Looking to put in one grafted american persimmon. What are the largest varieties and about what would be the fruiting age of a grafted one? Have some wild ones around the house, but they are the size of marbles with seeds. Hoping the improved varieties have some real size.
I am going to be planting out a orchard block with 20 persimmon rootstock and will graft them over once well established as you described. Do you have a recommendation as to spacing in this block? I was thinking a 4x5 block as oppose to 2x10. You help and incite is appreciated.
@cousinfloyd Thanks for the help. Is 2 inch about as big as the fruit get? How bad are the seeds? Where is a good place to find some of those varieties? Little scarce online.
The wild ones are like 50 feet tall, so can’t do much with them.
I can’t think of any reasons why a 4x5 block would have any advantages or disadvantages compared to a 2x10 block. You’ll presumably be grafting all fruiting female varieties, so cross-pollination won’t be an issue. Are you wanting to pick the fruit off the trees? Or are you mostly planning to gather fruit after it drops? If mostly drops, then you could prune for slightly higher branching to make mowing closer to the trunk easier. Persimmons seem to tend toward that kind of growth form, often self-pruning lower branches anyway. They can get to be quite large trees, but that takes decades, and you can thin them later if they’re crowding each other too much. There will be more than enough years in the meantime that I’d assume you’d want more trees per acre for starters. How do you plan to mow between and around the trees? That would be my main consideration as far as spacing, especially if you’re going to be grafting your own trees such that it won’t hardly cost you any more money to plant relatively denser to start with and thin them out down the road.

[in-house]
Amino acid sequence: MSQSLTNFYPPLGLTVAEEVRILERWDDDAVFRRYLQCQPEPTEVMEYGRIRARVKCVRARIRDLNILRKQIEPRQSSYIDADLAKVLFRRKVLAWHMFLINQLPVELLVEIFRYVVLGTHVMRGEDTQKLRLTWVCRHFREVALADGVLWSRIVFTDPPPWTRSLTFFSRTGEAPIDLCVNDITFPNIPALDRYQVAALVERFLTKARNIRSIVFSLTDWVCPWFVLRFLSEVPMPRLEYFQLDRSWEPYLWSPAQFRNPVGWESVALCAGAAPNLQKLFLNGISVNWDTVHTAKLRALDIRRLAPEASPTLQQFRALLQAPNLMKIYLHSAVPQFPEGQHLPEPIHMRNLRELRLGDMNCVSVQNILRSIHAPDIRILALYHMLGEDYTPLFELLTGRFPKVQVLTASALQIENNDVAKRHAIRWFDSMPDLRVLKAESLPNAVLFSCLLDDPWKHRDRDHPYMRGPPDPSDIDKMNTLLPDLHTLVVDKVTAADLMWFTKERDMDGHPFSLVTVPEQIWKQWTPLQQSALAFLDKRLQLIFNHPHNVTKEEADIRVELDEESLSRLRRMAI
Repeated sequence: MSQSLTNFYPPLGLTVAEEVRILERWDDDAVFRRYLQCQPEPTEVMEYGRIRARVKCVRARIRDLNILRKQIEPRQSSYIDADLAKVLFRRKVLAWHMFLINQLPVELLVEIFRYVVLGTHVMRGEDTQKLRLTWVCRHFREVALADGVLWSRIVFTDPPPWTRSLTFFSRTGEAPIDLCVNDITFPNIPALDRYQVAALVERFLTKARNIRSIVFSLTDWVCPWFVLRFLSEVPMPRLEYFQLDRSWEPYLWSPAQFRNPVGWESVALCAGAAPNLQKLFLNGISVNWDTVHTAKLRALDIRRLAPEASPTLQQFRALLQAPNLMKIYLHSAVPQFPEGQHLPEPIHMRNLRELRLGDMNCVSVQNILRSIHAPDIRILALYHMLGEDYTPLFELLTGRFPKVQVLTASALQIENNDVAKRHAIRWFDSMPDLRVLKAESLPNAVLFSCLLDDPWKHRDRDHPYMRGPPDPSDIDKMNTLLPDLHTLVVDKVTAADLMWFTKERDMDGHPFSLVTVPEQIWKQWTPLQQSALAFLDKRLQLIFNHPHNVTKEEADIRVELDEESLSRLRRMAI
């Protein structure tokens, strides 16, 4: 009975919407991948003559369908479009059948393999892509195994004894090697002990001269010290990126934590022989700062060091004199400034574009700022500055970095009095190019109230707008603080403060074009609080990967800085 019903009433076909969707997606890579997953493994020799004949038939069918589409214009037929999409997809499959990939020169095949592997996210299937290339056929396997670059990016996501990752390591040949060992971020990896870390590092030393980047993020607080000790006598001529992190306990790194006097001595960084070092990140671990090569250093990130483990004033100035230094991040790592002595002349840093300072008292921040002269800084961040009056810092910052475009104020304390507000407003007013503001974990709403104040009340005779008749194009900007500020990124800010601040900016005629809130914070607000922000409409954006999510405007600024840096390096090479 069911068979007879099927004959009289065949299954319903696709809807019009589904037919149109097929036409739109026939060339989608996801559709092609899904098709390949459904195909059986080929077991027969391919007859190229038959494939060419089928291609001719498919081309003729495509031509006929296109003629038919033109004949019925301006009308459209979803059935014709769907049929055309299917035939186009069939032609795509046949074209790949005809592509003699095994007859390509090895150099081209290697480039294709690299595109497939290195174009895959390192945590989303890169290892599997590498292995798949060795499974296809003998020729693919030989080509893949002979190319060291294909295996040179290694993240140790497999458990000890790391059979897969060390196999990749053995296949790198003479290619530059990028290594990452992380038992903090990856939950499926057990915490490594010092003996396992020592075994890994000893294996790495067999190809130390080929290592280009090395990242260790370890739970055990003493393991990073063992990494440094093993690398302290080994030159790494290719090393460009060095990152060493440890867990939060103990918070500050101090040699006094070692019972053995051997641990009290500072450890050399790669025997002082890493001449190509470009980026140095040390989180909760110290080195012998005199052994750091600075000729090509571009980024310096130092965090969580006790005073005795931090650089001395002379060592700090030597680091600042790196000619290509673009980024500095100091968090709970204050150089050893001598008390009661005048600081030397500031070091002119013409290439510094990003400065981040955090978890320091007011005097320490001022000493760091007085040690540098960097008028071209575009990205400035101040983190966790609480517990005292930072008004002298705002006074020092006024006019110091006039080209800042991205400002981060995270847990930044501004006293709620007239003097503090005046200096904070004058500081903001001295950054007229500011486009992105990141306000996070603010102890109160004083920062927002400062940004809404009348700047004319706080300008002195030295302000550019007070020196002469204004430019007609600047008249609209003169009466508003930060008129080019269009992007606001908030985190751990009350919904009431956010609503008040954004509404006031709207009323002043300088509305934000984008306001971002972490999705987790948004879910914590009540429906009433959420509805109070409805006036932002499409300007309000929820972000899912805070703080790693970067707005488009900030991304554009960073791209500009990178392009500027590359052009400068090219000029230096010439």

@Robert, selected cultivars of persimmons like I listed above can definitely get over 2". Even at that size, my experience is that I’m still eating fruit with the seeds and spitting the seeds out as opposed to being able to eat around the seeds, but the fruit-to-seed ratio is greatly improved. To my way of thinking fruit-to-seed ratio matters a lot more than size, such that everything else being equal I’d probably prefer a 1" seedless persimmon to a 3" persimmon with a normal number of seeds. Bigger size does generally correlate to a better fruit-to-seed ratio, but I feel like the people selecting persimmon varieties would have done better not to prioritize size in their breeding quite so much. Another question that helps determine what variety will serve you best is whether you plan to mostly eat your persimmons as plain, fresh fruit, or whether you intend to mostly pulp them, in which case seeds aren’t so much of any issue (unless you’re comparing to completely seedless fruit.)